Also, INDY still played the game. It's not like the record breaking Michael Strahan sack of Favre that is still so controversial. INDY did not just let the Jets score, they made them earn it. (Yes, having those backup players in the game made it that much easier to execute every play, but they still had to do it!)

3. A chance at History. History is always written by the victors and in the new information age the dissidents as well. History is a great thing, but not winning the superbowl has been the downfall of the Colts Franchise with Manning this past decade. People outside INDY soon Forget the 41-0 playoff loss to the JETS. The Missed FG by Vanderjagt against the Titans in 200. This team has lost more than the rested players Playoff games in the Manning era. In fact, they got hammered instead of having close games in those where some key players were not 100%. This team wants another SB very bad. And, they want a healthy team going into the playoffs in order to have the best chance to accomplish just that.

So, where is the balance between playing players and taking them out of games? The answer is, NO ONE REALLY KNOWS! What I see from reading others opinions is that those 3 elements above severely bias people to the point of anger and deep seeded frustration in discussing it.

I know Polian and Caldwell both site Research on players not getting meaningful play for over three weeks suffer some in performance. IMHO, I think that is magnified at this level. I think they wanted a lot of the healthy players to get meaningful snaps against that JETS team. I think they may allow more people to rest versus BUF, but i think they need to play at least a Quarter if not more. It's not like Peyton was as perfect against the JETS as he was against JAX 10 days earlier. He missed several TD's and 3 deep balls to open receicers.

In the long run, its completely a judgement call. We all know the odds of getting injured are the same every play you take. We know not to get sucked into the base rate fallacy of saying playing less snaps increses your chances of not getting injured. What really is the question, is WHY do you care so much?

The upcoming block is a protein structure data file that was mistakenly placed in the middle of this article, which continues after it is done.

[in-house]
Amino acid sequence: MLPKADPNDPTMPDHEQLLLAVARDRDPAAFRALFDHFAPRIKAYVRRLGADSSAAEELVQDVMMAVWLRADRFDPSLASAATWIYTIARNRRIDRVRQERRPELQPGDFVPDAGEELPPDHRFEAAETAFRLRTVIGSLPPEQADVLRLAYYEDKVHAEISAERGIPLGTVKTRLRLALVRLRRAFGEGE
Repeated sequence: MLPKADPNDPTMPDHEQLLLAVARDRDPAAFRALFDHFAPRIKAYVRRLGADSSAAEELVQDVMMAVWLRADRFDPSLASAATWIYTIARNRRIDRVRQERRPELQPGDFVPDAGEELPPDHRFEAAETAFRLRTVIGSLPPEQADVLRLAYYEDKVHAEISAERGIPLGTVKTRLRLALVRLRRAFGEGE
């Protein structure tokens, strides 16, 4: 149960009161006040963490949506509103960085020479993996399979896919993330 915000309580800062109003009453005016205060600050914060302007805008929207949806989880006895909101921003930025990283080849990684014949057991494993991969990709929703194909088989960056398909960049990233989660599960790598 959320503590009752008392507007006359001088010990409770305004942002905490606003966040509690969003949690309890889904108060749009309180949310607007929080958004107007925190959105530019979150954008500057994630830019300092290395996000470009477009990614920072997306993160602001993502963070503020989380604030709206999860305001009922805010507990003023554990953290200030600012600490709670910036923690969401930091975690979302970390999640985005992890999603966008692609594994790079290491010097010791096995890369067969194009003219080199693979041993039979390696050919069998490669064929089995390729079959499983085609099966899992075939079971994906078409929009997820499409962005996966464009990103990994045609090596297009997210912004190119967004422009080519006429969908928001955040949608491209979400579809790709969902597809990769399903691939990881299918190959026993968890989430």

by Will Allen (not verified) :: Mon, 12/28/2009 - 2:36pm

Yeah, I mostly agree, and would also note that it isn't unreasonable for Polian and Co. to think that their interests are served in that situation by seeing their backups, especially their backup qb, play several series against a good and motivated defense.

by Bobman :: Mon, 12/28/2009 - 6:43pm

Nicely said. I'd also add two things:
1) Five starters sat out the game entirely. I have yet to hear complaints about that. Why?

2) The reserves who finished are paid professional athletes--the entire team did not walk to the locker room and forfeit. Motivated men played and tried to win. Nobody "gave" anything away. They lowered their chances for winning, sure, but the Jets were active participants in this as well.

by Will Allen (not verified) :: Mon, 12/28/2009 - 2:49pm

Oh, and I want to thank the Rams for continuing to make it likely that the Vikings won't have to play The Tackle Named Suh at least twice a year. It'd be better if he ended up in the AFC, but I'll take what I can get.

On the bright side, Rams fans, losses and stats aside, that club already has defensive line talent. Throw a Kodiak bear in the middle, and a decent defensive-oriented head coach, and that team could become fun to watch, if completely opposite from the last good teams in that city.

by Gruntled (not verified) :: Mon, 12/28/2009 - 3:36pm

You had me at Kodiak bear. I promise I'd watch that.

by Kevin from Philly :: Mon, 12/28/2009 - 6:03pm

Don't be so sure - the Rams might trade down.

by Tundrapaddy (not verified) :: Mon, 12/28/2009 - 6:47pm

A polar bear would be better. They're more aggressive, and don't mind playing outdoor games in December. Height might be a problem, though.

by R O (not verified) :: Mon, 12/28/2009 - 2:53pm

Wow. Just Wow.

How could the Chargers hate be any more obvious on this site. Not one compliment of the Chargers after that total beatdown?

This is getting disgusting. I can't wait to see how far the Chargers drop in DVOA this week. LOL

by C (not verified) :: Mon, 12/28/2009 - 3:12pm

It was the "ugly delivery game". The two quarterbacks with the ugliest throwing motions in the league.